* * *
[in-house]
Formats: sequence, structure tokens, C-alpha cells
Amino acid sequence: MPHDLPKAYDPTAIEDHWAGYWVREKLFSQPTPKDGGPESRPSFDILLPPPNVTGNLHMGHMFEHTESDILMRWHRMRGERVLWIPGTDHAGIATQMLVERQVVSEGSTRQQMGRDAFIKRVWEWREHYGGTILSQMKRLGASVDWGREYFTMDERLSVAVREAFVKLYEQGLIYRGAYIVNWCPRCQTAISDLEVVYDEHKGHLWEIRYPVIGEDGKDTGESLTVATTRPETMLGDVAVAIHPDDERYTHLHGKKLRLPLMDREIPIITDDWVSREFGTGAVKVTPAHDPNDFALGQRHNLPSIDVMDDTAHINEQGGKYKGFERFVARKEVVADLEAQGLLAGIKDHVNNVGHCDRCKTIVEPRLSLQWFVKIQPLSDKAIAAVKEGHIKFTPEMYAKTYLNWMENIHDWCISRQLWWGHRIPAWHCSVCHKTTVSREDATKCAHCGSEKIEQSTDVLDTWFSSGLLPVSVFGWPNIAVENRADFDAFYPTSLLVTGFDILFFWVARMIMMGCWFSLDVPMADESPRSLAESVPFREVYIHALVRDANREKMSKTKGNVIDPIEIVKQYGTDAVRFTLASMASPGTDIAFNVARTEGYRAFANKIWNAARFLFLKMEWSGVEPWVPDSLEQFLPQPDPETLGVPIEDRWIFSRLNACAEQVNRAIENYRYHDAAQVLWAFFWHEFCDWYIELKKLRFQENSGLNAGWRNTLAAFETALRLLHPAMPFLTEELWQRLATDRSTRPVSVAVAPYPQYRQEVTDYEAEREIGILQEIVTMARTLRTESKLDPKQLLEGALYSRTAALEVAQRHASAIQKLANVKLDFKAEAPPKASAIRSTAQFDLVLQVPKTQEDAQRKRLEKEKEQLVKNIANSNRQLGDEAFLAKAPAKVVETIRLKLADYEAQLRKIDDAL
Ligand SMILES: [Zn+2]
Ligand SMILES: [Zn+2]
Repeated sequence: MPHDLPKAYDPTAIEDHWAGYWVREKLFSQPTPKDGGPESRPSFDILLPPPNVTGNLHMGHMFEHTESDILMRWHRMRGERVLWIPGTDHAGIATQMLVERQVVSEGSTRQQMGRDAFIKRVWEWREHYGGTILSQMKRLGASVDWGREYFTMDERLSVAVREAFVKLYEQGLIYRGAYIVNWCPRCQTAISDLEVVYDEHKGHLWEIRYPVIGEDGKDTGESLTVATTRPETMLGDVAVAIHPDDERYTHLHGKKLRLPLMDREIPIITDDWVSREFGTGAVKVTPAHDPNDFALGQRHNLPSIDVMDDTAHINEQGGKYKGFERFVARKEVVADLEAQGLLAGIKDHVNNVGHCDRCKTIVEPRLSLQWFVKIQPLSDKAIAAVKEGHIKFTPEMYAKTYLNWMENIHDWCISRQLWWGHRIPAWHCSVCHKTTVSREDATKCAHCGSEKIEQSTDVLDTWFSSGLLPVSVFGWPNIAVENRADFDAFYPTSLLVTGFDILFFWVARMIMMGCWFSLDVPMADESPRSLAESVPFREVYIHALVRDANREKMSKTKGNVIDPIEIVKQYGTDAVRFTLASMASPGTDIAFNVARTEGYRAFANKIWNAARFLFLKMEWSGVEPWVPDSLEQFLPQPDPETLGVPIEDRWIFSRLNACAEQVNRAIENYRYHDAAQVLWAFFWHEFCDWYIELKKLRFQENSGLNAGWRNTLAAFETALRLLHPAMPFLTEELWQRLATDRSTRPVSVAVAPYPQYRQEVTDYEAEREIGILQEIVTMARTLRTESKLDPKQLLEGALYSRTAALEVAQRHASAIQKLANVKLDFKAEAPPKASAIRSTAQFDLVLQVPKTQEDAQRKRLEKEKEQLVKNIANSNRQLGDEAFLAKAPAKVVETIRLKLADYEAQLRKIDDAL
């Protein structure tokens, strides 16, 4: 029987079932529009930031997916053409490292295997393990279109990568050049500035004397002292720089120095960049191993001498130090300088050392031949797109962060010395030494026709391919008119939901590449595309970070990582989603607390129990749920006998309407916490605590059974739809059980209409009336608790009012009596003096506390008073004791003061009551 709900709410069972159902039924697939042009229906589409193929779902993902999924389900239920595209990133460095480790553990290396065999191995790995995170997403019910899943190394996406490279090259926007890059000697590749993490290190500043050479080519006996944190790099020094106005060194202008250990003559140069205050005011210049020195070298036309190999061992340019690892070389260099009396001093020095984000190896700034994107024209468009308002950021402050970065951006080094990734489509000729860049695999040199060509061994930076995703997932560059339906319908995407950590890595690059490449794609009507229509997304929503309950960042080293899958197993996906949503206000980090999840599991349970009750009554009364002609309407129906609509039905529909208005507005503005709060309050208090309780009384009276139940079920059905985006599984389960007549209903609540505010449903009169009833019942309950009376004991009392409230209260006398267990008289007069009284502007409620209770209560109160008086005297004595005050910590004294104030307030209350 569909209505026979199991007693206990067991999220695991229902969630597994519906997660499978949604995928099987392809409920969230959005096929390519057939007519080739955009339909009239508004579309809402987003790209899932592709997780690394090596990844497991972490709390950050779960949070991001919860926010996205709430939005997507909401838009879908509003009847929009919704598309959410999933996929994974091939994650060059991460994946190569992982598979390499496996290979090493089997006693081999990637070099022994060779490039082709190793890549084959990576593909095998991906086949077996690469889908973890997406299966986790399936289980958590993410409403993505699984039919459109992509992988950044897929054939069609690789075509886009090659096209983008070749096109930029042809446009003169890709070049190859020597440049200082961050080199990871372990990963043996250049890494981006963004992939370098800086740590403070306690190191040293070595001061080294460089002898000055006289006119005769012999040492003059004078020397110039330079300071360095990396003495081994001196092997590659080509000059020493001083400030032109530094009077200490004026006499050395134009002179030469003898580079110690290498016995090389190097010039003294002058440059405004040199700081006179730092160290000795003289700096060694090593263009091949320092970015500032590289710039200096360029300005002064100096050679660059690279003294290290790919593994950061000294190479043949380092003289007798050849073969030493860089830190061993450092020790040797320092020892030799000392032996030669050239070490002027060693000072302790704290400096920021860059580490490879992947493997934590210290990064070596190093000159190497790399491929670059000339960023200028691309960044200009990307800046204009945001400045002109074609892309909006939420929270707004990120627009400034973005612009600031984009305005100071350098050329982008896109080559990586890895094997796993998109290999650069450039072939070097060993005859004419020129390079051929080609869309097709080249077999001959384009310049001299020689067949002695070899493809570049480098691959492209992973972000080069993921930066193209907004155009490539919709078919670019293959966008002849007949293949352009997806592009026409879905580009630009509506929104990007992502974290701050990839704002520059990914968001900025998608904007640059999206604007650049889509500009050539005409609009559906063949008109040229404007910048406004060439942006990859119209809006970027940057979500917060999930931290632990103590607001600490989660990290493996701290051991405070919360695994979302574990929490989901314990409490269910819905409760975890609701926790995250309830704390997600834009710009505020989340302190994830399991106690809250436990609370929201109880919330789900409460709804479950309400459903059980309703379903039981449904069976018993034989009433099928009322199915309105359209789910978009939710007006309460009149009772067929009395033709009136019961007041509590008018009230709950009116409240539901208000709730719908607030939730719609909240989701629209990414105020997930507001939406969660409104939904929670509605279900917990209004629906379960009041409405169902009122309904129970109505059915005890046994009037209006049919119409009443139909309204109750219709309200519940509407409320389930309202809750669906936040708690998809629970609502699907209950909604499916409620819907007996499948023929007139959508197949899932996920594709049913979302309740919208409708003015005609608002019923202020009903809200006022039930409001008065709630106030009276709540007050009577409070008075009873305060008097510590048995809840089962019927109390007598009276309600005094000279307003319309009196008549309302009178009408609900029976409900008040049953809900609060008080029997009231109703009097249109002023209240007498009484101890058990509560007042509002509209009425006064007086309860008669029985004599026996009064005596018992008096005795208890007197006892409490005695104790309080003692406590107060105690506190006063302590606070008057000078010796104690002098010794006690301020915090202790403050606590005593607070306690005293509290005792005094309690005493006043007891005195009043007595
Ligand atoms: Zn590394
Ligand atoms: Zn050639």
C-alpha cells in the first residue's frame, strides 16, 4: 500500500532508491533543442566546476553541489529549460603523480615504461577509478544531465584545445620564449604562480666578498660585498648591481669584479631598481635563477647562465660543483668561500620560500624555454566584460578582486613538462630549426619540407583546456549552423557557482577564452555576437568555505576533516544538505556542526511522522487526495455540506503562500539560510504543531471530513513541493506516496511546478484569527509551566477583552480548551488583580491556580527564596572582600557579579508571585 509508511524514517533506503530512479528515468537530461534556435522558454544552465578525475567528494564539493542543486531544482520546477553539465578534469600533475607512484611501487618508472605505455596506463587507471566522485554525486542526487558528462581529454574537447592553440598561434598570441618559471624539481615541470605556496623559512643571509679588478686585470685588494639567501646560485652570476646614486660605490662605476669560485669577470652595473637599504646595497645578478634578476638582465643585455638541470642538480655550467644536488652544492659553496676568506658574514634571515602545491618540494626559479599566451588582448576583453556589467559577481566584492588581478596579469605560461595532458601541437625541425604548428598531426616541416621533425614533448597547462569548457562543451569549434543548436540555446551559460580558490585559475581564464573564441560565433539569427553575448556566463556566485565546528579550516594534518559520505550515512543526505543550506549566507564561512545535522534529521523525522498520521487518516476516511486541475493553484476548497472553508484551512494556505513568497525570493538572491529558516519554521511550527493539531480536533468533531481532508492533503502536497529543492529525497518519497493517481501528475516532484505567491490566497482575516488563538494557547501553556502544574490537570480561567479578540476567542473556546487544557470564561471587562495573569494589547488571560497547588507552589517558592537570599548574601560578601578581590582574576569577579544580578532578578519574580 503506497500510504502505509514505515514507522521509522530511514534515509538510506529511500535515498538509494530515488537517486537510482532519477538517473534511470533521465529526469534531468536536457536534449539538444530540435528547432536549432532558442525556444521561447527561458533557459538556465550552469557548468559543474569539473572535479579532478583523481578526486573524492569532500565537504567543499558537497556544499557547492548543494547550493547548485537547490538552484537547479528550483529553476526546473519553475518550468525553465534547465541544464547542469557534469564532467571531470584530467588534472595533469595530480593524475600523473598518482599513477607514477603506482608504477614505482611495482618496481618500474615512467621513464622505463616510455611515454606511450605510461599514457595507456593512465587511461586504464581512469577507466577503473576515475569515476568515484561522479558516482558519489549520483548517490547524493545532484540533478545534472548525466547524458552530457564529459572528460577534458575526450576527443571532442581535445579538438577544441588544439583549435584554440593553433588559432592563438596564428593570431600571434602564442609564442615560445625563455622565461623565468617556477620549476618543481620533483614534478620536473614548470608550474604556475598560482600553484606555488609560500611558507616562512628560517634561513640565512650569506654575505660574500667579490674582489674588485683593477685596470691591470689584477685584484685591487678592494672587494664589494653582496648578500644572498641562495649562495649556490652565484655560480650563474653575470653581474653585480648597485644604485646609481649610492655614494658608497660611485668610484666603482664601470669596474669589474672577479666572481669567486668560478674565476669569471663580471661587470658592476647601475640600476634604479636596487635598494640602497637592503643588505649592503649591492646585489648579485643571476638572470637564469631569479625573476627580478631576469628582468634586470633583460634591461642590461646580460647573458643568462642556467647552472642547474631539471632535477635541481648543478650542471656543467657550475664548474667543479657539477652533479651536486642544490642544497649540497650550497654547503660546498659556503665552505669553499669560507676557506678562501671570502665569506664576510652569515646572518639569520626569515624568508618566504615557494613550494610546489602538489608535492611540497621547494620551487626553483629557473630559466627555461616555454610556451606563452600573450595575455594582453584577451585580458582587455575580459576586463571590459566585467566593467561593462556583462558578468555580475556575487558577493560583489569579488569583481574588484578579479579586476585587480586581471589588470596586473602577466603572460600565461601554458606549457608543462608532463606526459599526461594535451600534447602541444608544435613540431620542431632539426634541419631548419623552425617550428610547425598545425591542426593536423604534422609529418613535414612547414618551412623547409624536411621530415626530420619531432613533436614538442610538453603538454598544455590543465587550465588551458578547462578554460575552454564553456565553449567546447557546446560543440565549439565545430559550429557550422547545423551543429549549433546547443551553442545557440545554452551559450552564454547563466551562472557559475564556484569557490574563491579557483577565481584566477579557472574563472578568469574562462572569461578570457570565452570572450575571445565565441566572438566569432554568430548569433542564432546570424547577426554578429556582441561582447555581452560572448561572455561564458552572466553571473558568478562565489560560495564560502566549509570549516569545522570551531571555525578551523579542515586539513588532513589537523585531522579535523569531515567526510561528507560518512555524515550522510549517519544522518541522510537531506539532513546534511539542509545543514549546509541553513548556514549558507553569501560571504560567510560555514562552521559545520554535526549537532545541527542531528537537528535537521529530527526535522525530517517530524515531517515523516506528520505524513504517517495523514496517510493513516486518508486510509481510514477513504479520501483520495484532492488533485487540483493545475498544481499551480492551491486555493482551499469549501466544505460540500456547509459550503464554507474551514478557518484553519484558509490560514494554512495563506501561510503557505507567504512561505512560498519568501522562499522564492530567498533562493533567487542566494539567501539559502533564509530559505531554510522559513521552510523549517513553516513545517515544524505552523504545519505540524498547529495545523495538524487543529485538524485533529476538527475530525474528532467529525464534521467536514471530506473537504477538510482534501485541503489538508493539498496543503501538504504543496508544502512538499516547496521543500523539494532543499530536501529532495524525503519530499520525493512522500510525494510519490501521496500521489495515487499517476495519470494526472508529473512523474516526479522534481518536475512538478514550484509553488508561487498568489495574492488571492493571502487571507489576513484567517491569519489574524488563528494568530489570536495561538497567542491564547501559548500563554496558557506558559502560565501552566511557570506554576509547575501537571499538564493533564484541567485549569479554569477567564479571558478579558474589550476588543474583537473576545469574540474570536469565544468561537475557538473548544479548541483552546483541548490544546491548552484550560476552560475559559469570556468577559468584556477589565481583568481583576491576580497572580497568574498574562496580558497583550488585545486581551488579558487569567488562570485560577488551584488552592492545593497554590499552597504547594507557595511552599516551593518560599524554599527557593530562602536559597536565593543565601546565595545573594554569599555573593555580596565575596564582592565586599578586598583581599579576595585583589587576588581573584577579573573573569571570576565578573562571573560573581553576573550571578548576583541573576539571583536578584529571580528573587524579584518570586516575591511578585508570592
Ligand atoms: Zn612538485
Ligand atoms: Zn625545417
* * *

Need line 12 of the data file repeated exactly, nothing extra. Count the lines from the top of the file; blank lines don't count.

Ligand atoms: Zn625545417